The name Cormorant has its origins in the Latin words Corvus Marinus which means raven or marine crow, most likely because they rest on perches high above the water. Cormorants and shags are in a family of 40 species of aquatic birds called Phalacrocoracidae. No major distinction exists between cormorants and shags and they are considered large to medium seabirds. Cormorants exist in many coastal parts of the world including Vancouver Island, New Zealand, Australia, and the UK and are generally seen in large groups on Vancouver Island. Cormorants are fish eaters and will usually dive in the water using their feet and wings to propel themselves. They often look as if they are ready to take off at a moments notice, however they are mostly likely drying their wings off in the sun. Mitlenatch Island between Courtenay and Campbell River holds approx. 230 and Chrome and Gabriola Islands hold approx. 60 Pelagic and Double Crested Cormorants.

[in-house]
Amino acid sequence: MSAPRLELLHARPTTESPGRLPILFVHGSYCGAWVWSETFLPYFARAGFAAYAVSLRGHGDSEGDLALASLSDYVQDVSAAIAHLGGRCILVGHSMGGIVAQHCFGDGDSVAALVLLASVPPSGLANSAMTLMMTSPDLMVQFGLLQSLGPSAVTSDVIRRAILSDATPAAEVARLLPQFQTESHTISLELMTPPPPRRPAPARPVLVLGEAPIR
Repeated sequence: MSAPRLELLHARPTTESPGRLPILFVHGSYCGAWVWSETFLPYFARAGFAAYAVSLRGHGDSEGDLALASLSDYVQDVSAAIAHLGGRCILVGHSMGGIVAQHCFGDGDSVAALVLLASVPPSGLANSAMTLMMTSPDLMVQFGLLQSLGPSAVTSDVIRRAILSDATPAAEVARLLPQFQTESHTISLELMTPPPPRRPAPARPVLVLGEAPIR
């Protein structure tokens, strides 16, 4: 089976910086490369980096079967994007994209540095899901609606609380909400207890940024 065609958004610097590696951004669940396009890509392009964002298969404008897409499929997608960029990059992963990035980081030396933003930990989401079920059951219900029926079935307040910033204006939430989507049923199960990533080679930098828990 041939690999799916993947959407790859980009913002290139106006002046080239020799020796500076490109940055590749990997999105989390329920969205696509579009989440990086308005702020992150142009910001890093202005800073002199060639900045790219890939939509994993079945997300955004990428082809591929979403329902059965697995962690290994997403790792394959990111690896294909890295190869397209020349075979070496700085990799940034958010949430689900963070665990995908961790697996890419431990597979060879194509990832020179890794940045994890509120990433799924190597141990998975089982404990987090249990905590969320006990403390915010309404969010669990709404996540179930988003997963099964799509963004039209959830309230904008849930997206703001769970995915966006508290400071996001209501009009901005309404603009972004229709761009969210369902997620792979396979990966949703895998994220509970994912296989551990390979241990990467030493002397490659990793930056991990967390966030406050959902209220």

You can see Brandt’s Cormorants all year in few parts of the island. Like other cormorants, these like to perch on ledges of steep cliffs as well as other high areas. Brandt’s Cormorants will sometimes fly in a line numbering up to a hundred birds. Brandt’s Cormorants range from Alaska down to the Baja Peninsula and have numbers up above 200,000. They can dive up to 100 feet and feed on small fish and crabs.
Cormorant (Double Crested)
The Farallon Cormorant is one of the 5 subspecies of the Double Crested Cormant and is the most common on Vancouver Island. The White-Crested Cormorant may also be seen here. The Double-Crested cormorant can dive up to 7.5 m (24 ft) and usually nest close to their feeding areas which can be along cliffs in porous rocks. Mitlenatch Island between Courtenay and Campbell River holds approx. 230 and Chrome and Gabriola Islands hold approx. 60 Pelagic and Double Crested Cormorants.
The Pelagic Cormorant is known also as Brandt’s Cormorant and is almost jet black with a reddish beak. Like other Pacific Cormorants, it can dive up to 100ft for small fish, crabs and other feed. The Brandt’s Cormorant is one of the smallest cormorants. For nesting it uses its own guano to glue the nest together as well as to the cliff.